Affiliations: [a] Graduate School of Physical Therapy, Sahmyook University, Seoul, Republic of Korea | [b] Department of Physical Therapy, College of Health Welfare, Sahmyook University, Seoul, Republic of Korea
Address for correspondence: Byoung-Hee Lee, Department of Physical Therapy, College of Health Welfare, Sahmyook University, Hwarangro-815, Nowon-gu, Seoul 139-742, Republic of Korea. Tel.: +82 2 3399 634; Fax: +82 2 399 1639; E-mail: [email protected]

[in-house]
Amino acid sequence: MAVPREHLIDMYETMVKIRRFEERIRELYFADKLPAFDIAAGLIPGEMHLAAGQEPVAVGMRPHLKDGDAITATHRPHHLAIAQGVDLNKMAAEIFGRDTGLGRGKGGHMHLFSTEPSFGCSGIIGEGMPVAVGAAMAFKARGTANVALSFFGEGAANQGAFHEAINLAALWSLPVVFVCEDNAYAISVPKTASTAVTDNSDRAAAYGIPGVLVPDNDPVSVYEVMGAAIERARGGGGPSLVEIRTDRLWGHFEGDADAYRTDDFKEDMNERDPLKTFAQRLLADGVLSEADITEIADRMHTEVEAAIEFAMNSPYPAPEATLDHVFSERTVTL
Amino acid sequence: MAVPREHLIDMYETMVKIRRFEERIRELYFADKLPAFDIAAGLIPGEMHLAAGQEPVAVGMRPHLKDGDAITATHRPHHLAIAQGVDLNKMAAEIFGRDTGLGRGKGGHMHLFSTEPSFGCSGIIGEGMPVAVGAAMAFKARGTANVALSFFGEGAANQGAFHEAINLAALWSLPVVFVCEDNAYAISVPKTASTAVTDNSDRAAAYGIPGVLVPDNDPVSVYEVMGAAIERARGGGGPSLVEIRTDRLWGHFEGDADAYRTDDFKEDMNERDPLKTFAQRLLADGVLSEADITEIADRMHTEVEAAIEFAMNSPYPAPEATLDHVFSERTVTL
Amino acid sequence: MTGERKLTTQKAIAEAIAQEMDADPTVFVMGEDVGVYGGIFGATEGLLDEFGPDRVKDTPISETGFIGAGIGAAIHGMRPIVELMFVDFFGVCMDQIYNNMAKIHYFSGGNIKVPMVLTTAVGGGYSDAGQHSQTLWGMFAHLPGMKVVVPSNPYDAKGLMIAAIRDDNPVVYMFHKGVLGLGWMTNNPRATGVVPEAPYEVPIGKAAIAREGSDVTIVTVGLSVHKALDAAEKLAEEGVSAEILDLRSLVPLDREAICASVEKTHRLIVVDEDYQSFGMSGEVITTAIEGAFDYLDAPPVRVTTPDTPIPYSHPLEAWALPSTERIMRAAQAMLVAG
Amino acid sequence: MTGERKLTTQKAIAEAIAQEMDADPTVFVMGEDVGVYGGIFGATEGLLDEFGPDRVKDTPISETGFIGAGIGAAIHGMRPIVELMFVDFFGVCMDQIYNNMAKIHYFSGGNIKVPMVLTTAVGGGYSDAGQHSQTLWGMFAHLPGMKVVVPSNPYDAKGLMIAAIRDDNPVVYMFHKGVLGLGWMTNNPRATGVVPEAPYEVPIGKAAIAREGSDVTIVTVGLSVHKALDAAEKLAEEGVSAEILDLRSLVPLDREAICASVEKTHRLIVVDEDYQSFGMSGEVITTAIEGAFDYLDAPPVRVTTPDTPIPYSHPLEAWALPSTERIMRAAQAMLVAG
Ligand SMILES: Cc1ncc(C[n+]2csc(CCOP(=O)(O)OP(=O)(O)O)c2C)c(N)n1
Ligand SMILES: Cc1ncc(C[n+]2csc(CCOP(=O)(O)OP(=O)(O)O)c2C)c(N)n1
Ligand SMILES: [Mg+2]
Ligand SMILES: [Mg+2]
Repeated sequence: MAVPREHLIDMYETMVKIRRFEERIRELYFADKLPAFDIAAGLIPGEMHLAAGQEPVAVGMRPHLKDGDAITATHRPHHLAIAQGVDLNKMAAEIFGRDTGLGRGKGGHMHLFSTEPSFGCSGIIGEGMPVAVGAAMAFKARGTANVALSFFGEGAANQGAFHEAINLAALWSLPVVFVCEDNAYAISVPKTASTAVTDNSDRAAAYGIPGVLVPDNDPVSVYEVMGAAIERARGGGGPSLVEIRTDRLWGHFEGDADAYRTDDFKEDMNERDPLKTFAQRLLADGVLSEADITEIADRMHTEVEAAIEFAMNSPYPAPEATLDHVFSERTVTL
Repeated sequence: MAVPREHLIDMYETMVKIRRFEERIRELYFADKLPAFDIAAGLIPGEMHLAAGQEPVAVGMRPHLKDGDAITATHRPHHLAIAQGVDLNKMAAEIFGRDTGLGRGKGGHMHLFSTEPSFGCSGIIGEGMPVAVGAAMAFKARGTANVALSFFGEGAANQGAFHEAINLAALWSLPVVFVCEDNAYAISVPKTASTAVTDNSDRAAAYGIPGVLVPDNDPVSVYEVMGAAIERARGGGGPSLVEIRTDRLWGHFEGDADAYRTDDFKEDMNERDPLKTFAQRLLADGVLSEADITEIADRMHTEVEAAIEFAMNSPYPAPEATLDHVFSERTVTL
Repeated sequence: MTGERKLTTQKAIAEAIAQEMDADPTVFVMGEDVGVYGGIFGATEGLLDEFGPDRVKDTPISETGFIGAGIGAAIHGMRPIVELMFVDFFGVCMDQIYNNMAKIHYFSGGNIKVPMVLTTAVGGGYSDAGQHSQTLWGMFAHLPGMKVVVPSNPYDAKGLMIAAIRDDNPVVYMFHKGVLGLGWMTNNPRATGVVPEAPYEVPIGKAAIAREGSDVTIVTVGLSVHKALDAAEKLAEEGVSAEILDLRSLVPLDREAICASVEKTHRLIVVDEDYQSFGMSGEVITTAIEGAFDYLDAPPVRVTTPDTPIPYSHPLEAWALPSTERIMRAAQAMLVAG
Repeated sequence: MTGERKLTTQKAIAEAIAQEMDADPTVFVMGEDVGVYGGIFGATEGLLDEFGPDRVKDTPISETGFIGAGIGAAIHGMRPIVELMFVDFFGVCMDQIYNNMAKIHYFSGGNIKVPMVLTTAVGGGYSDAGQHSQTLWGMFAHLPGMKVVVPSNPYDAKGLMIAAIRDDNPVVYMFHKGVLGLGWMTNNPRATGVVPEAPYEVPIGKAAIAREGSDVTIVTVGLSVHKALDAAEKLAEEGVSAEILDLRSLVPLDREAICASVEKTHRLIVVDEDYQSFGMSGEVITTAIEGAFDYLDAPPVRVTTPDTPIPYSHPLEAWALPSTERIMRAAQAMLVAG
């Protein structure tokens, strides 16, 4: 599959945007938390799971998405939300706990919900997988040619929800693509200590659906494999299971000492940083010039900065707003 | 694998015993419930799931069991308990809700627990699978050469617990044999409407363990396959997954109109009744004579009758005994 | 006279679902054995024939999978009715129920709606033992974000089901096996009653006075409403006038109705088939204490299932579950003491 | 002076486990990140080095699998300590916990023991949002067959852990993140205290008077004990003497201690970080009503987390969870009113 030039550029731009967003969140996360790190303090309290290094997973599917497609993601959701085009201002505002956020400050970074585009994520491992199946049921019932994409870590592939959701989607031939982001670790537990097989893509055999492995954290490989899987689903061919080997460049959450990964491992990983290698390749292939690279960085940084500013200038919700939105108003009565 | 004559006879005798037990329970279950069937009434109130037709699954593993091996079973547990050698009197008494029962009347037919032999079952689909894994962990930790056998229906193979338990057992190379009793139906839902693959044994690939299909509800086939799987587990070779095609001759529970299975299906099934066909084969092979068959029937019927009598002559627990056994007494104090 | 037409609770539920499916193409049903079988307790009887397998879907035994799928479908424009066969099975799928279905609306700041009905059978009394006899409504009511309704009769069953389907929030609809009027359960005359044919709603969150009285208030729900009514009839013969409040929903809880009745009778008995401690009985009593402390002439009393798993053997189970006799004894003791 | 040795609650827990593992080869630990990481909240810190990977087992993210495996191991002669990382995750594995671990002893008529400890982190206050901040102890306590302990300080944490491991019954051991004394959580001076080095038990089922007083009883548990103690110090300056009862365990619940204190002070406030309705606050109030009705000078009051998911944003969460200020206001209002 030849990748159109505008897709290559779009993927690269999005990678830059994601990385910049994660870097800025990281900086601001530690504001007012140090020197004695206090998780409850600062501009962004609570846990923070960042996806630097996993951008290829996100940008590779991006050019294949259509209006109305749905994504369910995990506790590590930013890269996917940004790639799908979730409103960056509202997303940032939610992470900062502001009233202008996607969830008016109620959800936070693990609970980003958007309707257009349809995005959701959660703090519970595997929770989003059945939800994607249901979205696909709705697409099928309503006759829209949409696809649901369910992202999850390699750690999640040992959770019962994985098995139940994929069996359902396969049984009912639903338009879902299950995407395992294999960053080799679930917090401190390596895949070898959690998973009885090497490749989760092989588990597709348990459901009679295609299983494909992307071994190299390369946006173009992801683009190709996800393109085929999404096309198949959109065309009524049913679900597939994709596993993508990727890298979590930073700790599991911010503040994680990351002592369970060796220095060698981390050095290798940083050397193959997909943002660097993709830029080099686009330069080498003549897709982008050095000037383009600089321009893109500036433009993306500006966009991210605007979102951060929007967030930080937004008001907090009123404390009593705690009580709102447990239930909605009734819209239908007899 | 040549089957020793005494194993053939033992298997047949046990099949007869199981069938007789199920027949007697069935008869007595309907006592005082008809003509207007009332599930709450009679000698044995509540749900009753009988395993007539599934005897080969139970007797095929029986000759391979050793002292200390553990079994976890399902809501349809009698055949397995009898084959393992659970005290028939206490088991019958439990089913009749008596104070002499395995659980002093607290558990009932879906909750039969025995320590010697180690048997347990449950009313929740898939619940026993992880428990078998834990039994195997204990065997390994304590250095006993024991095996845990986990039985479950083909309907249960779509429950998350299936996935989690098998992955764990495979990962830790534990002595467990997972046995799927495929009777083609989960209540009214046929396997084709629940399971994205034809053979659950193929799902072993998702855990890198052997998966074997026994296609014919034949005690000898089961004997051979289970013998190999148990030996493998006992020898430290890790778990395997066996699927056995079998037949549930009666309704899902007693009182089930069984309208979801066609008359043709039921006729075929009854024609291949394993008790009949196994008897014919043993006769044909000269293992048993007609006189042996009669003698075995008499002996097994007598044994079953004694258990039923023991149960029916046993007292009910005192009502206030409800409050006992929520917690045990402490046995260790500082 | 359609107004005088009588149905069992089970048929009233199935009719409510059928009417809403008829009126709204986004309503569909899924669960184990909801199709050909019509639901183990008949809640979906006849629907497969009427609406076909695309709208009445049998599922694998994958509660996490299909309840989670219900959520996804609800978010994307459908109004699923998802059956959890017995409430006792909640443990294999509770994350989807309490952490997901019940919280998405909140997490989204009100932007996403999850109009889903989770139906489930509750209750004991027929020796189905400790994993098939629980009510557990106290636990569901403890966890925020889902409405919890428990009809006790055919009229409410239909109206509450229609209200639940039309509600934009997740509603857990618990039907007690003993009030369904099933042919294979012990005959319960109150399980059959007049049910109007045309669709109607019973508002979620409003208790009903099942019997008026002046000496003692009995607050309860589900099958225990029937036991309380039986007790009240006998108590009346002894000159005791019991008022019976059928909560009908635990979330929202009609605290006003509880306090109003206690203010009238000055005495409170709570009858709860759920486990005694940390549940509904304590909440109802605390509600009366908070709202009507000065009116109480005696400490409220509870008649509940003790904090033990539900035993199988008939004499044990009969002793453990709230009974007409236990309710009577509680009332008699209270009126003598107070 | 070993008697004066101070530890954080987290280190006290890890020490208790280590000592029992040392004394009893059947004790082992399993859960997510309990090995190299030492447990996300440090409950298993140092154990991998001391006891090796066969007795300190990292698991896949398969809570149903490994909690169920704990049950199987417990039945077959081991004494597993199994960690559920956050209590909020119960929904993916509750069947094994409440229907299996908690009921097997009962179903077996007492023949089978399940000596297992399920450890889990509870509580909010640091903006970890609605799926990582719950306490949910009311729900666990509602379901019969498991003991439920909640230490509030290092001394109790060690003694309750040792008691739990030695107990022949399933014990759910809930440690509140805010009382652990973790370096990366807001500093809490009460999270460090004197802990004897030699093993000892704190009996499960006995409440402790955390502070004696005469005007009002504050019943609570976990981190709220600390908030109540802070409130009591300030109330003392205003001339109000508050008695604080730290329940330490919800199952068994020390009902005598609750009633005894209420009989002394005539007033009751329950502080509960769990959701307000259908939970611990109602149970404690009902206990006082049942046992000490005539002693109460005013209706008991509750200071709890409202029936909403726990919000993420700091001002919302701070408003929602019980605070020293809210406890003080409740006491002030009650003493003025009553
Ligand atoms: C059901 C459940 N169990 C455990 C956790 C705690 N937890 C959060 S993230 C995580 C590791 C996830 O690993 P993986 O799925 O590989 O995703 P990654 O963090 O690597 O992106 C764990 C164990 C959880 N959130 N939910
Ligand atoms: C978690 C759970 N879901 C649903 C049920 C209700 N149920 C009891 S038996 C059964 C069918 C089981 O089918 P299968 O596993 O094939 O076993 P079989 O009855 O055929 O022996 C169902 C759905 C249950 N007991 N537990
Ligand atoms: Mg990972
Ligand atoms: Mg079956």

Abstract: Objective:The objective of this study was to compare the effects of action observation training and motor imagery training on recovery from chronic stroke. Methods:Thirty patients who were more than six months post stroke participated in this study and were randomly allocated to three groups. The action observation training group practiced additional action observation training for five 30-minute sessions over a four-week period. The motor imagery training group practiced additional motor imagery training for five 30-minute sessions over a four-week period. The following clinical measures were used for assessment of dynamic balance and gait abilities: Timed Up and Go Test, Functional Reaching Test, Walking Ability Questionnaire, and Functional Ambulation Category. Spatiotemporal gait parameters were also collected using a GAITRite system. Result:Compared with the physical training group, the action observation training group showed significant improvement in the Timed Up and Go test, gait speed, cadence, and single limb support of the affected side. No significant differences in any of the outcome measures were observed between the action observation training group and the motor imagery training group. Conclusion:Action observation training and motor imagery training results in improvement of dynamic balance and gait ability. These results suggest the feasibility and suitability of action observation training for patients with chronic stroke.